Don’t Make These 8 Mistakes When Naming Your Company

Ten to one you’ve seen some really terrible company names like Phartronics Engineering. When starting your own business, it’s important to take into consideration how it will sound, how it will look and whether or not it opens the door for a joke or two.

Entrepreneur magazine outlined eight great tips for avoiding unfortunate company names and choosing the right one for your business.

Mistake #1: Design by Committee

Getting everyone’s input and opinion might seem like a good thing, but the more information you have, the less likely you are to settle on one idea. Entrepreneur says that a lot of small business owners involve their family and friends in the process and risk alienating the ones whose ideas aren’t chosen. Others choose by consensus—often resulting in a bland name. Instead, try to only involve the key decision-makers (the fewer the better) who are acting in the best interest of the business.

Mistake #2: Mashing Together Two Words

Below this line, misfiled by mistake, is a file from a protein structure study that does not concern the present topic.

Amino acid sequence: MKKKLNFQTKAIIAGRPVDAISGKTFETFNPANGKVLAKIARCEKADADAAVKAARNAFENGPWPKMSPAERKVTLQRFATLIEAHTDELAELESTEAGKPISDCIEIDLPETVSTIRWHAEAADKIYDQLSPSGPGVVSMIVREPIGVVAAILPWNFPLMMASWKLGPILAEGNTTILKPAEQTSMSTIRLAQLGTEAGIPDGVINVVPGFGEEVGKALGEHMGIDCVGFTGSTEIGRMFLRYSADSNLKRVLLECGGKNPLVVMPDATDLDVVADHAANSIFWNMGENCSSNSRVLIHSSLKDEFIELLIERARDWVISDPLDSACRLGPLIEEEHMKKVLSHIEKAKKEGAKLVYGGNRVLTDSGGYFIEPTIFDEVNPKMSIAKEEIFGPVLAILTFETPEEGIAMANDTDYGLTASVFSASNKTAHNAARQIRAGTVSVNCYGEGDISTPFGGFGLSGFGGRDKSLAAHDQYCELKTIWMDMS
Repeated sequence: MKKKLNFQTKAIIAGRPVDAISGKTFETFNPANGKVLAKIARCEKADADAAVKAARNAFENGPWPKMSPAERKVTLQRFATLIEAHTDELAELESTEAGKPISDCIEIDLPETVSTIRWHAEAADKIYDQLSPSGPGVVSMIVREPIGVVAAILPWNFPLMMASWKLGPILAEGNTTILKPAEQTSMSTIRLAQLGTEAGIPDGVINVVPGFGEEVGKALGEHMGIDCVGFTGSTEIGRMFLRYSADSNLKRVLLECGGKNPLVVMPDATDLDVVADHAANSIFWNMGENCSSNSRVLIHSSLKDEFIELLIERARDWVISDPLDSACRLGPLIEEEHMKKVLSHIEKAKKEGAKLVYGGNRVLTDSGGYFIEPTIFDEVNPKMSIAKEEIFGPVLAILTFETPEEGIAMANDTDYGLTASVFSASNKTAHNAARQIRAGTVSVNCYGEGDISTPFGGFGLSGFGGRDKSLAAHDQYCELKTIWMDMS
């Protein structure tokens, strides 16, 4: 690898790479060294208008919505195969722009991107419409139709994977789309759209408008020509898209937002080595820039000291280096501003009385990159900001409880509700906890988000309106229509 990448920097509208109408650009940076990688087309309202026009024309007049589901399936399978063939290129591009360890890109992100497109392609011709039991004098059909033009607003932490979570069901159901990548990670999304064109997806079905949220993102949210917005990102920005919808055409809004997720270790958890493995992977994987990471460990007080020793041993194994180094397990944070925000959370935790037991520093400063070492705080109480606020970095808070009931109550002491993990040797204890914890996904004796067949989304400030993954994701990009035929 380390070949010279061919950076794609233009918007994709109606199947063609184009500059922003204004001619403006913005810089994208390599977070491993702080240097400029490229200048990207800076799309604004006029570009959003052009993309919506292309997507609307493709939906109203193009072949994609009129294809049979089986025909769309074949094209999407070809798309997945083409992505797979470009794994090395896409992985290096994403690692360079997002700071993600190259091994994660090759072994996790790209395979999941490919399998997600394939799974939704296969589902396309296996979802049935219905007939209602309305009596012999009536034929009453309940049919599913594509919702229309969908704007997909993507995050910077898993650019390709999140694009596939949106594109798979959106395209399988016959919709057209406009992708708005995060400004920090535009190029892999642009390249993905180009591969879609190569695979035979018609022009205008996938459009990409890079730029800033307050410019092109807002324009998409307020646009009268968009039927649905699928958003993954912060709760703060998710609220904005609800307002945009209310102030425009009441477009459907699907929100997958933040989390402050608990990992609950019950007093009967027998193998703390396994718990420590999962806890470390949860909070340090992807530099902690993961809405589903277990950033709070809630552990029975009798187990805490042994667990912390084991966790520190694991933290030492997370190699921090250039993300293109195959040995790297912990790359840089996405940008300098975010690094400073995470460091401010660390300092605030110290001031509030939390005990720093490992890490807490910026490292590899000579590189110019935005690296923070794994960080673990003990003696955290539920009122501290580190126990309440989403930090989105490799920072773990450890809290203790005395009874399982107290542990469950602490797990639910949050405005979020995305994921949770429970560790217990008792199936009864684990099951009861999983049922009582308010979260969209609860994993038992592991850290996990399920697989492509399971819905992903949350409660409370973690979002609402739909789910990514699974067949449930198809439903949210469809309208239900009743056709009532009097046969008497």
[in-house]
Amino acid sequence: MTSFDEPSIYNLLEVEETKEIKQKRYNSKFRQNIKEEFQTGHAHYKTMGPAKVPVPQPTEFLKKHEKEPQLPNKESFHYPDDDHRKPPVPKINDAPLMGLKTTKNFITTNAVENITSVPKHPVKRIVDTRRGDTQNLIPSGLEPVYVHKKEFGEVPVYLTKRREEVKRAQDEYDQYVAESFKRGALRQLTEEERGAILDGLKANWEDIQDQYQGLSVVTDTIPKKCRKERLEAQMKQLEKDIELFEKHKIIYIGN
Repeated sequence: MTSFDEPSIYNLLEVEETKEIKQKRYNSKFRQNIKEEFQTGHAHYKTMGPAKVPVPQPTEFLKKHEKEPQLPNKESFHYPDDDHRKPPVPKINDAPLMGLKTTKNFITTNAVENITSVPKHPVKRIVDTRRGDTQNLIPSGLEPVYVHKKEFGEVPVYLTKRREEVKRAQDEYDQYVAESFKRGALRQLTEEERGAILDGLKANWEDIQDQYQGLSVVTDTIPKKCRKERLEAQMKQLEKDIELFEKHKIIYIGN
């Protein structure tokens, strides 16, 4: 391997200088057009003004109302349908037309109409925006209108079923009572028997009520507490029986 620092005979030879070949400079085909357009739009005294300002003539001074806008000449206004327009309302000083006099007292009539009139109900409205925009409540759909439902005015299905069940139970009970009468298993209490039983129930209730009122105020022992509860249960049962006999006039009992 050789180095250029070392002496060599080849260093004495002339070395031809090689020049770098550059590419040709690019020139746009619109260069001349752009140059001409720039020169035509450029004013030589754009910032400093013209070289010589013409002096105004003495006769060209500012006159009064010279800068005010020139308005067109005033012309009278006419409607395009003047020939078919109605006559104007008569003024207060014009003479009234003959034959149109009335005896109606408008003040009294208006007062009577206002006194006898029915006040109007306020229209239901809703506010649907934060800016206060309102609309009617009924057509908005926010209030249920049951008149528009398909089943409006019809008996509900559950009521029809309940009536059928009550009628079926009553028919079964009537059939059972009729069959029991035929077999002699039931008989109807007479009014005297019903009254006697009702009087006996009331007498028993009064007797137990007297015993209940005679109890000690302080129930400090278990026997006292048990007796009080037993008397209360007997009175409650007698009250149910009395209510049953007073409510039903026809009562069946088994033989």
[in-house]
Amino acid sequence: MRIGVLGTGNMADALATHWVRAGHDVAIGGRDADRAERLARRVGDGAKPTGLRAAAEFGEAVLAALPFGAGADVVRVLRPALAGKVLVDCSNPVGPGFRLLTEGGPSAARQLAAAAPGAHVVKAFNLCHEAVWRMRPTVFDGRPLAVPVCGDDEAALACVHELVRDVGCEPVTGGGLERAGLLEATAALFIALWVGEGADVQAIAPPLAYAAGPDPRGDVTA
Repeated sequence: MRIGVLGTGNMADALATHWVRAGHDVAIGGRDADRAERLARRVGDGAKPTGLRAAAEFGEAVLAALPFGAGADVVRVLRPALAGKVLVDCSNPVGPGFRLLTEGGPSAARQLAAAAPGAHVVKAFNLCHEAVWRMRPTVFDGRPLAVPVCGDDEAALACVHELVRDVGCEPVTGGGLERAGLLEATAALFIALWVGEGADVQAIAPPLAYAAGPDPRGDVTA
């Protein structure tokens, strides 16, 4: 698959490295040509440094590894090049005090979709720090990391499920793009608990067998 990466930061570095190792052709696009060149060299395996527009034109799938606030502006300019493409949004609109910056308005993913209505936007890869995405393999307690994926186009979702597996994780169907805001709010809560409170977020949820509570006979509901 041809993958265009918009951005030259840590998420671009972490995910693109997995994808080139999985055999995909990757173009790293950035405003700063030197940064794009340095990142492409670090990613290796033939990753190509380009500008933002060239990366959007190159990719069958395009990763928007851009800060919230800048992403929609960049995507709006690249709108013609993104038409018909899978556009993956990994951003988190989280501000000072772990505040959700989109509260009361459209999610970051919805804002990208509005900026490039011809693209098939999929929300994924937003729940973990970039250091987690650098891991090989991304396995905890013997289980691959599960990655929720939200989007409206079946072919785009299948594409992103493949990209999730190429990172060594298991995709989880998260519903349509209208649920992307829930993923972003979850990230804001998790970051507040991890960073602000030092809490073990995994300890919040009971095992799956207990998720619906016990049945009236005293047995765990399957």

We’ve all seen them. Names like QualiServe and TranquiSpa combine an adjective and noun to create a nonsensical, made-up name that, let’s be honest, isn’t great. Each word on its own is alright—tranquil and spa, for example—but together, they aren’t an appetizing mixture. They’re not creative and they sound forced. You’d be better off creating something completely new.

Mistake #3: Using Plain Words

Companies like General Motors and General Electric are only good because they were the first of their kind. Unless you have a wildly novel idea, you’ll want something more creative and flashy. (And chances are, if you have a wildly novel idea, you won’t want anything bland anyway!) Take the time to come up with something creative that reflects your business.

Mistake #4: Using a Map to Name Your Company

A lot of companies use their location to help create a company name. Though this might seem like a good idea at first, it could actually hinder your business as it grows. Ever heard of Minnesota Manufacturing and Mining? We hadn’t, either—at least, not by that name. To avoid limiting the company’s growth, its name was changed to 3M, and it’s now known for its innovation.

Mistake #5: Turning Your Business Name into a Cliche

It’s okay to use metaphors in your business name, but try to avoid overused words like “peak” and “summit.” Instead, Entrepreneur recommends using words that describe your business in a creative way. They give the example of a data storage company called Iron Mountain, which conveys strength and security.

Mistake #6: Choosing an Obscure Name

In Mistake #3, we recommended avoiding plain words. But you also don’t want anything too confusing. Business names that are obscure, difficult to spell or pronounce, or complex won’t resonate with customers. Make sure your company name is memorable, but also easy to understand.